Jai Sri Hari, and a warm hug to my dearest OS.me Parivar. I hope you enjoy the winter that has now firmly settled down in most parts of India. It’s the season of Aloo Tikki, Jalebi, Aloo Kachori, Badam milk, and other warm delicacies that keep the cold at bay.

I want to dedicate today’s post to all my dear family members who seem to be struggling to find validation and are looking for any sign that they are moving forward in the spiritual path and the divine loves them. I sense so much pain and angst when I read some of the comments on threads where people are reading about experiences shared by other sadhakas. I can sense this because I felt precisely these emotions when I visited the ashram and talked to a few devotees or when I read the Rainmaker. People spoke about spending days with Swami in Singapore, Australia, the US, Chandigarh, and other places where has was so much more accessible and had plenty of time for everyone. I heard the stories of how he asked about their families, appreciated their writing, or shared anecdotes with them. I could sense jealously build up in my heart, and it needed significant mindfulness and focus to get my mind back on track. I thought about this issue for a long time because we interact with other devotees virtually or in person, such instances will happen again. Here is a summary of my lessons.

Be Clear of Why You Want a Guru

One of the ways I cleared my head from all these emotions was asking myself why I desperately wished for a Guru in this lifetime. It was not looking for a friend, lover, or colleague who could ask me about my family, writing, or well-being. I was looking for someone to tell me the truth and then empower me to discover my reality. That’s precisely what I found in Swami, and I can clearly see that’s the path he has described in every book, article, video, and Sadhana. When I internalized this realization, I felt my negative emotions melting away. He is not my father, my friend, or my companion. He is my GURU. Ask yourself why you need your Guru. You will discover your answer, and he will fulfill that role for you. Once you make your choice, ensure you are conscious of it and don’t compare your experiences with others.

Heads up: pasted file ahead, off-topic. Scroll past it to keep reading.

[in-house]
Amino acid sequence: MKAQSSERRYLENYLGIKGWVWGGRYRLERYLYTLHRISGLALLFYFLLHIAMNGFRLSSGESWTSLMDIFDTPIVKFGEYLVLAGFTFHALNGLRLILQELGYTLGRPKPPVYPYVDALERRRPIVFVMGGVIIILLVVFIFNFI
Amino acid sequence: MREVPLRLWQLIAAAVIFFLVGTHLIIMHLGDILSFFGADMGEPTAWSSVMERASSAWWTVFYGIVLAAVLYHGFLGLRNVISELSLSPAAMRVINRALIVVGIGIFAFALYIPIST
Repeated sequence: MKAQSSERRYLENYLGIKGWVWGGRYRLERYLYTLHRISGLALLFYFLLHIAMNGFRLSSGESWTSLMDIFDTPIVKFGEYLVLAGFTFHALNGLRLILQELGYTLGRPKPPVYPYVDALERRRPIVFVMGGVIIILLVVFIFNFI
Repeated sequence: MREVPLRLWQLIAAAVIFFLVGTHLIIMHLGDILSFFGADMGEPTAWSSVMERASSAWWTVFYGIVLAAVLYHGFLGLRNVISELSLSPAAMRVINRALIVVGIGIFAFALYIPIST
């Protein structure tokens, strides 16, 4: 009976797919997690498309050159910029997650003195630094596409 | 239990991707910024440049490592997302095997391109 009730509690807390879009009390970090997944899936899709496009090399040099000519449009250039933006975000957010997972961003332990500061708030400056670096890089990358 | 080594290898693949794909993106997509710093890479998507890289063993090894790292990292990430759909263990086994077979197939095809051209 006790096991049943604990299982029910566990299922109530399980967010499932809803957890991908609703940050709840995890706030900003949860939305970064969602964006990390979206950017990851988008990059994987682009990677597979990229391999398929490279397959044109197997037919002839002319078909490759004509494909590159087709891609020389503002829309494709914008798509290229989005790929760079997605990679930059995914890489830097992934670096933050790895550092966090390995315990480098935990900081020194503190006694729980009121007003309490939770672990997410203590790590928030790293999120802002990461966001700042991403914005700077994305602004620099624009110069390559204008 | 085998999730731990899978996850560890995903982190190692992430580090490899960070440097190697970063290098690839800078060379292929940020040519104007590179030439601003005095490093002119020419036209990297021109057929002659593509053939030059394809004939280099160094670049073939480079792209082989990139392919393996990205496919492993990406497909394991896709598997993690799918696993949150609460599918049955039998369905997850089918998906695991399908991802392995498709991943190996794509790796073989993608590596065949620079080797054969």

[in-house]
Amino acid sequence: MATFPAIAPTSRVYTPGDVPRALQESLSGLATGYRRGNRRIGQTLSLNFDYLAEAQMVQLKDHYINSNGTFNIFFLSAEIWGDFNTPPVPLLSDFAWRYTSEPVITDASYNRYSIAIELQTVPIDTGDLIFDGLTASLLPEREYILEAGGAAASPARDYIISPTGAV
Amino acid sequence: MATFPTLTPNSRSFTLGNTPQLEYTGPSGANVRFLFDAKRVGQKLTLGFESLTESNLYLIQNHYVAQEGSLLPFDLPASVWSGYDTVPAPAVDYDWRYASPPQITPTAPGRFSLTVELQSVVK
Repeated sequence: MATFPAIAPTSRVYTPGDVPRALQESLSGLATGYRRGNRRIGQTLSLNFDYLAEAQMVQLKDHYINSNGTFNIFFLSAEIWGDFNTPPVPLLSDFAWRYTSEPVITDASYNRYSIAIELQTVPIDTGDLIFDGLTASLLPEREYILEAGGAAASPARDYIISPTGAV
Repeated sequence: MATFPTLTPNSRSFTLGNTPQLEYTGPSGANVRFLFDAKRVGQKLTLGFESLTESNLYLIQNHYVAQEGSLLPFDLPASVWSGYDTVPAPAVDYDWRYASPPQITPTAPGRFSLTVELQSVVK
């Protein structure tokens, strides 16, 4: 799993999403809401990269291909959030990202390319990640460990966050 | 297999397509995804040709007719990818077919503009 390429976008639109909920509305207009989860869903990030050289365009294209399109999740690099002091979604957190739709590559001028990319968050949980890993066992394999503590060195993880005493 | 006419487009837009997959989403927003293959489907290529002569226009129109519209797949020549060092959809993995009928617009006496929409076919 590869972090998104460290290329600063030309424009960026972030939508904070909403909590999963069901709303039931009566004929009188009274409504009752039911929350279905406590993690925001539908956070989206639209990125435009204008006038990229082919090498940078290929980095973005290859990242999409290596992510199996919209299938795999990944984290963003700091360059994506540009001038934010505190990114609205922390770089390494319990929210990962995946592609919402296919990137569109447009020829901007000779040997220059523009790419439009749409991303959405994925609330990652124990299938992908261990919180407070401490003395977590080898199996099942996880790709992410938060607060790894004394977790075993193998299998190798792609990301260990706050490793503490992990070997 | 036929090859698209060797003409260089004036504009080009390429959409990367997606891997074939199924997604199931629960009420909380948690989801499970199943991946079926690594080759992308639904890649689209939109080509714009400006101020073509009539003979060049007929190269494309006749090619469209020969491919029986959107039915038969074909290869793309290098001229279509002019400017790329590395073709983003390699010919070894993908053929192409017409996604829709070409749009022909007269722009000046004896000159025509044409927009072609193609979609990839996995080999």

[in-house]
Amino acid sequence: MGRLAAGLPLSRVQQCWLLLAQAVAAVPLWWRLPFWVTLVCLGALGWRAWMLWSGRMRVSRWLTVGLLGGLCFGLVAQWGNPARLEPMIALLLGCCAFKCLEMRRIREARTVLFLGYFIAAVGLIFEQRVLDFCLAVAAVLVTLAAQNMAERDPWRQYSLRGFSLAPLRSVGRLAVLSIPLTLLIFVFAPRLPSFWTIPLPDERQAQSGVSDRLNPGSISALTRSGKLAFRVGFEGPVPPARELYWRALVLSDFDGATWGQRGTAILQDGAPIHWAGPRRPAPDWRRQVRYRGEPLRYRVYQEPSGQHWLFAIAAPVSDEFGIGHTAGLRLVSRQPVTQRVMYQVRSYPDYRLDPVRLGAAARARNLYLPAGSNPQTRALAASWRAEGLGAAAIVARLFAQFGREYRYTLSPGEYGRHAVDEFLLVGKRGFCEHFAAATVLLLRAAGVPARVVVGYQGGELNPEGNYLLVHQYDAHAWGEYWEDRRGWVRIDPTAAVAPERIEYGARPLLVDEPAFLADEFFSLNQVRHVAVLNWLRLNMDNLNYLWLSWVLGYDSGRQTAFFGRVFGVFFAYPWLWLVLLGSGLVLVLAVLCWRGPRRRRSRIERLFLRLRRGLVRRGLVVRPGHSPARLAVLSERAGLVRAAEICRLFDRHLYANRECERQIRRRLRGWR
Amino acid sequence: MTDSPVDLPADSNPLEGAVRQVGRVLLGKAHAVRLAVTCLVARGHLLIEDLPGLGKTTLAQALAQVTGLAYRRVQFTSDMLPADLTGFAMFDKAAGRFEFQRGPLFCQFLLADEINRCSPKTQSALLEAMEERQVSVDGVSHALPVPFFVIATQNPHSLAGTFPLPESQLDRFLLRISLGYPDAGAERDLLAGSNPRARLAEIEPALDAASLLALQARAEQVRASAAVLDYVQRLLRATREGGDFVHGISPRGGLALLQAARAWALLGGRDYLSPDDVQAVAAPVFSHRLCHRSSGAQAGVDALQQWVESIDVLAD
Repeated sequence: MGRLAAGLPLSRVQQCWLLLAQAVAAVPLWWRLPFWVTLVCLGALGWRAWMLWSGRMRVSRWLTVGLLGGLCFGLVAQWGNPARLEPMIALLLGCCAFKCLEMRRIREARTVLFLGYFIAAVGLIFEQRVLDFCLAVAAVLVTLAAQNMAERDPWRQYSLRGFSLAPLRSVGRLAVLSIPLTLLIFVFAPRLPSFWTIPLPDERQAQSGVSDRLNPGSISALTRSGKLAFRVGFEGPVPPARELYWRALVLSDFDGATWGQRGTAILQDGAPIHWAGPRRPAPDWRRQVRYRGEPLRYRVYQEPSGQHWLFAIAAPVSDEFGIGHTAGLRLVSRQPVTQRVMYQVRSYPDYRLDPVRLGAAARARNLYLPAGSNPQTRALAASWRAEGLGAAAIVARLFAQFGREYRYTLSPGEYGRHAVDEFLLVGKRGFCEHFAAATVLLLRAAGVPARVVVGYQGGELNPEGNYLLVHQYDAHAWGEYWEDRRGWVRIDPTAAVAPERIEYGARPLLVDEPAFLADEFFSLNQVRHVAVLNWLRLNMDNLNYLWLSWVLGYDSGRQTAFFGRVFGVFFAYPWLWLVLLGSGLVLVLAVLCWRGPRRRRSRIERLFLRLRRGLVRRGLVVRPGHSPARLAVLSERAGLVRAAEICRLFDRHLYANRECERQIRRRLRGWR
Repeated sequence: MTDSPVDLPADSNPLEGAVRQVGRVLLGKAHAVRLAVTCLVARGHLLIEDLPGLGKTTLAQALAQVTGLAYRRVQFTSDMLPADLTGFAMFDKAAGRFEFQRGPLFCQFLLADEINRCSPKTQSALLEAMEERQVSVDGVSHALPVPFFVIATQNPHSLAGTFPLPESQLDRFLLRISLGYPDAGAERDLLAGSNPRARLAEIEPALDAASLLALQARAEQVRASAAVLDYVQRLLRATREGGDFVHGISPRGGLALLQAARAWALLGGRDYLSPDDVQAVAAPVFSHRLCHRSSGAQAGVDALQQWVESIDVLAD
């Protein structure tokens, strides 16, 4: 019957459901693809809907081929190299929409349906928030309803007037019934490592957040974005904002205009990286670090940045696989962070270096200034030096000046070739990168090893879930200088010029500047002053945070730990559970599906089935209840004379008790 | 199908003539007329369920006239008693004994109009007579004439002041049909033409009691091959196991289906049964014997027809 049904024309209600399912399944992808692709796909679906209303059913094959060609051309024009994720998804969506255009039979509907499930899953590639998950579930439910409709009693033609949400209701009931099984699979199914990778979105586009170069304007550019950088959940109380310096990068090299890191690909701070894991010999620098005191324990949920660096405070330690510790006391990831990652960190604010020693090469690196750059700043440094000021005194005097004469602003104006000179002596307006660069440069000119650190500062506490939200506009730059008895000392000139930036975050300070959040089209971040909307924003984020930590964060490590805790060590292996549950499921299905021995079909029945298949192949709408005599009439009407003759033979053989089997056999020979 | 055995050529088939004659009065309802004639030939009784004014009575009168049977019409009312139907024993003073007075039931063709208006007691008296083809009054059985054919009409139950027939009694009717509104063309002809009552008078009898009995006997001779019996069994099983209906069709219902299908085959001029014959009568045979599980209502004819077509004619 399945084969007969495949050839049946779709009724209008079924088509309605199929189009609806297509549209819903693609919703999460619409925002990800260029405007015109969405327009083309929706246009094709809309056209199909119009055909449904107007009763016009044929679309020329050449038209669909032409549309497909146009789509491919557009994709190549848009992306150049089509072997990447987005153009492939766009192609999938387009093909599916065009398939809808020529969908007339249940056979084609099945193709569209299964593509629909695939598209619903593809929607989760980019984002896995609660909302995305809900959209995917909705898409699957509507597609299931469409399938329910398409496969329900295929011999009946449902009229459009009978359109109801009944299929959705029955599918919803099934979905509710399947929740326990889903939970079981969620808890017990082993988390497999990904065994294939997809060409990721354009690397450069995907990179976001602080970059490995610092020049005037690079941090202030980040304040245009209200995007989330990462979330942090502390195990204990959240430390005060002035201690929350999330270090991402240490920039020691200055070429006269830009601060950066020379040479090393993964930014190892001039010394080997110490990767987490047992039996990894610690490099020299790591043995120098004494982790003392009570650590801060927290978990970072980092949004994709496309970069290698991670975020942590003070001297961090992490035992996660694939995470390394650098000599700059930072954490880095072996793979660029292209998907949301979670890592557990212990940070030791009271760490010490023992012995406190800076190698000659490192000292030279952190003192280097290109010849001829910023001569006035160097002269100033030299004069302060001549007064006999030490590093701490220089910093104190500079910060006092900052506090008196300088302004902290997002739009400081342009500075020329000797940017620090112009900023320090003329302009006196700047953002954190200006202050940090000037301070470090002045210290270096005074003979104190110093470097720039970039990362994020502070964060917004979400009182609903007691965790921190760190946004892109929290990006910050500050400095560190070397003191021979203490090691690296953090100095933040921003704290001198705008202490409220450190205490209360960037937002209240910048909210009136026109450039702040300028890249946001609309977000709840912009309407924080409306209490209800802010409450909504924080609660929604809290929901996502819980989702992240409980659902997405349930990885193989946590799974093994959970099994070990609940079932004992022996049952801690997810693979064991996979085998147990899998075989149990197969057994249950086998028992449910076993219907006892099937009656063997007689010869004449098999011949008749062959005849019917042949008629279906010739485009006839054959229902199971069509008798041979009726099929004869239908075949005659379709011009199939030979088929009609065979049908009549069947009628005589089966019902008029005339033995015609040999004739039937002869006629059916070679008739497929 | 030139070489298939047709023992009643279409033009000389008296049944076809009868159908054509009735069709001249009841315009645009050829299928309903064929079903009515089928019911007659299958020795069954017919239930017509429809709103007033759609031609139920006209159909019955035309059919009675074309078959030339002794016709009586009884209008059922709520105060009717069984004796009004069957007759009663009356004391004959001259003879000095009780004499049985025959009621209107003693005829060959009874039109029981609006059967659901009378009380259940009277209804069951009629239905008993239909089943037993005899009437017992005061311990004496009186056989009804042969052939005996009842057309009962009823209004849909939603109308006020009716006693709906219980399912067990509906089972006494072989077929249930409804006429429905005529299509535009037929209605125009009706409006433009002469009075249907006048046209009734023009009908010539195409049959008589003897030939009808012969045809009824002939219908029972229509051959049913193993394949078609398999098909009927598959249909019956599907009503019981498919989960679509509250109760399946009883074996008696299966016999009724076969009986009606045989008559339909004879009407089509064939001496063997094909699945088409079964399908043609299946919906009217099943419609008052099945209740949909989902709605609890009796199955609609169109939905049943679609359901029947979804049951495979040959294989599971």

Enlightenment is Not a Single Moment

Have you ever seen a child learning to walk? They start by just raising themselves by using their hands. Then, after a few weeks, they crawl on their stomach. A few months later, they crawl on all fours. Next, they start holding onto things and wobble about like drunkards. Finally, they start walking steadily and then start running so fast that you cannot catch them. Imagine if a child on his stomach starts reading blogs about a long-distance runner. The poor child would stop even trying to crawl and lie back, desperately wishing some magical force would yank it off its feet, and a jolt of electricity would send it on its way. Mother nature guards the child so that its mind is not susceptible to such ideas. A child simply learns at their own pace. Some children walk at ten months and others at two years.